North

'We're starting on a basis of strength': New Aurora College president talks future

Tom Weegar was appointed by the government of the N.W.T. to lead the transformation of Aurora College into a polytechnic university. He says it will be several years in the making.

Tom Weegar says the transformation of Aurora College into a polytechnic university will be years in the making

Tom Weegar, Aurora College president and associate deputy minister of post-secondary education renewal in the N.W.T., says it will take five or six years before Aurora College is ready to operate as a polytechnic university. (Submitted by the Government of the Northwest Territories)

School will be out for summer soon, but for Tom Weegar, it's going to stay front of mind for many years to come.

It's Weegar's job to help bring a state-of-the-art polytechnic university to the Northwest Territories.

Last year, the territorial government agreed with the recommendations of a foundational review of Aurora College that said the school, with campuses in Inuvik, Yellowknife and Fort Smith, should be transformed into a polytechnic university.

In February, following that report, Weegar was appointed associate deputy minister of post-secondary education renewal, and president of Aurora College.

Weegar comes to the North from Ontario, where he was academic vice-president of Sir Sanford Fleming College. Before that, he was president of Cumberland College in Saskatchewan.

Weegar has held executive positions at post-secondary institutions for more than 20 years.

"We're starting on a basis of strength," Weegar said of Aurora College's distributed campus and community learning centre system.

That system of campuses across the North is not something he expects to see changed.

"We're … going to develop a polytechnic institution that is based territory-wide," he said. "This isn't about a particular community or city, it's about the entire territory."

But the Yellowknife campus, he says, is "bursting at the seams."

"We need to envision a new learning facility in Yellowknife whatever that starts to look like."

A recent projection pegged the cost of a campus in Yellowknife at about $80 million. Cost isn't something Weegar said he's ready to talk about, but he said the campus he envisions includes new buildings, a residence, and opportunities for partnerships with other northern education institutions such as the Dechinta program, and local literacy and francophone organizations.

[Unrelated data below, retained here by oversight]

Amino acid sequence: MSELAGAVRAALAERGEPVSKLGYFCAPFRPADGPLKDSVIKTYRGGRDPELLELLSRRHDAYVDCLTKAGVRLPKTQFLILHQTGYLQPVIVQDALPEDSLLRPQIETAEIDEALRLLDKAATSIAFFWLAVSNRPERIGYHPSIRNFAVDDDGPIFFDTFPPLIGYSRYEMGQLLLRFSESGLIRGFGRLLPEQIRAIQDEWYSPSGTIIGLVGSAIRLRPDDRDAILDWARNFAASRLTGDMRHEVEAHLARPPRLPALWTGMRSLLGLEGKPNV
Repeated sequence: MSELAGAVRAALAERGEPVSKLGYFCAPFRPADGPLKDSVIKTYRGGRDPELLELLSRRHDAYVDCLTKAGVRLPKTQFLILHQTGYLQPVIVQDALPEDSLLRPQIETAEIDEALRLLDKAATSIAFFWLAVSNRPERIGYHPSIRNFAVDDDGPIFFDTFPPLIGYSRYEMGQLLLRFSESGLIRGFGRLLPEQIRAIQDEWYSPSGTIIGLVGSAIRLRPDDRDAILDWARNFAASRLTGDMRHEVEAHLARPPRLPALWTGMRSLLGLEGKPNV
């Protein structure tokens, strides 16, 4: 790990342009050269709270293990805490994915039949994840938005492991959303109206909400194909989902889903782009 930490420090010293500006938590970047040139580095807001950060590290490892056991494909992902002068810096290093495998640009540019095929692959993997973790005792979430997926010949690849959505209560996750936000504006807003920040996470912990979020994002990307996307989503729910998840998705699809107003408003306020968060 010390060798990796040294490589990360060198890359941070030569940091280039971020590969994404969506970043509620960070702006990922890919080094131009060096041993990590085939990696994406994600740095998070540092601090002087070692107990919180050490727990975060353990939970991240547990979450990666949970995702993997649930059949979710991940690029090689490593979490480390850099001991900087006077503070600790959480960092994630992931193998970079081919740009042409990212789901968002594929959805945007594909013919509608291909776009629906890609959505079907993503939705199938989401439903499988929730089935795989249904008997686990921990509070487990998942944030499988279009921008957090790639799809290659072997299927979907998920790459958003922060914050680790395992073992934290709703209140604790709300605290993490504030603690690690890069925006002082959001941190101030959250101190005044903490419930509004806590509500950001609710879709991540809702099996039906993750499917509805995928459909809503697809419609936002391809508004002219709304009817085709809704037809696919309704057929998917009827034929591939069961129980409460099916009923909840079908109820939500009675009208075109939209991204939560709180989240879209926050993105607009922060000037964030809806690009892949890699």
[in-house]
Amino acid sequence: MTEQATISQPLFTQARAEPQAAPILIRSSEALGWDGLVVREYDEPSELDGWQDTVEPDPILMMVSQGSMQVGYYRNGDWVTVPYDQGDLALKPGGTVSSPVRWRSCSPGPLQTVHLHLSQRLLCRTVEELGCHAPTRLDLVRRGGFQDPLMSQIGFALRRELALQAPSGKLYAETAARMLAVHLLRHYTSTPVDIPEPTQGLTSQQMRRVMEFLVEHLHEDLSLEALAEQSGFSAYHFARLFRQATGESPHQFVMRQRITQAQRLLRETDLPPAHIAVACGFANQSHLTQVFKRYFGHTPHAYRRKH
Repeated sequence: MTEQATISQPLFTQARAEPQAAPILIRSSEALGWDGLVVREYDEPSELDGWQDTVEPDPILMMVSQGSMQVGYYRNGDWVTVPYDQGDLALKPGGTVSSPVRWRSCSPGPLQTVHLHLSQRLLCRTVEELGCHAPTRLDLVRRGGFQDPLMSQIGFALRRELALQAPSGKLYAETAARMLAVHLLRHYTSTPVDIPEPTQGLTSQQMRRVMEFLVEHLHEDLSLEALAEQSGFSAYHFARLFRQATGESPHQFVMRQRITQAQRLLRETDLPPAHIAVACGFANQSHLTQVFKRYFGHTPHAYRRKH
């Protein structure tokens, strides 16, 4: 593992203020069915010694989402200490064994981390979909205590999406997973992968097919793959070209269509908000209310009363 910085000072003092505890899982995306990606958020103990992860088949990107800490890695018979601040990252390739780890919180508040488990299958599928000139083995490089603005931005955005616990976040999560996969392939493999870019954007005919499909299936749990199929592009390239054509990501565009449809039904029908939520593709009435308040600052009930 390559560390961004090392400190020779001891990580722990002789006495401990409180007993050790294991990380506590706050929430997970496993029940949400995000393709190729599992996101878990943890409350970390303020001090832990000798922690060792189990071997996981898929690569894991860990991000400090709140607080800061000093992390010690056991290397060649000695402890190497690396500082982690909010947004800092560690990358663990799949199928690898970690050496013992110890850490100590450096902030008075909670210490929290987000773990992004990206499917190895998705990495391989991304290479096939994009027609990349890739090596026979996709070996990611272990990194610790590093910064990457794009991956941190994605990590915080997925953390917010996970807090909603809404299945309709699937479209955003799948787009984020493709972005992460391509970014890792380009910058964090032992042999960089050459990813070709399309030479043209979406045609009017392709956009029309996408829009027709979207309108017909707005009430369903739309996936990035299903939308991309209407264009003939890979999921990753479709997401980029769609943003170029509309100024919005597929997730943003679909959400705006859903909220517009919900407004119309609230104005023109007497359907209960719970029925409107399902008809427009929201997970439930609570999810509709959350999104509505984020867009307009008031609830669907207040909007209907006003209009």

He expects at least 50 per cent of funding for the new campus could come from outside territorial funding, through philanthropic and corporate sponsors.

The Yellowknife campus of Aurora College is bursting at the seams, Weegar said. (Walter Strong/CBC)

New program review underway

Weegar said Aurora College has strong programs, and is a ready foundation for a multi-campus operation.

"We have a nursing program that is nationally ranked. It's one of the best programs in the country," he said.

Weegar added that the natural resource technology program in Fort Smith attracts students from outside the territory.

"We know when we put high quality niche programming in place in the future it will attract students," Weegar said.

But some programs have been suspended and their futures held in question; notably the social work program and a teacher education program.

Weegar said a new comprehensive review of all programming at the college is underway, including the suspended programs.

"We're about 80 per cent finished," he said.

The purpose of the review, which will include data collected during a previous review, is to determine whether a program is required in the North, and if there are jobs available for graduates of any given program.

What that means, exactly, for the suspended social work program and teacher education programs, Weegar said it's too soon to say.

"I don't want to presuppose or prejudge the outcome of a good review," he said. "I mean, one of the outcomes possible is this tells us that there's just no jobs."

It will be five or six years before the college is ready to offer four year degrees under a polytechnic university banner. But consultations with communities and Indigenous governments on what the future will look like, and what programs will be offered, will begin soon.

"We're gonna engage in a strategic planning exercise this fall," Weegar said.

"This allows us to start to define what this new animal is going to look like what we shall become."

Written by Walter Strong, based on an interview by Loren McGinnis

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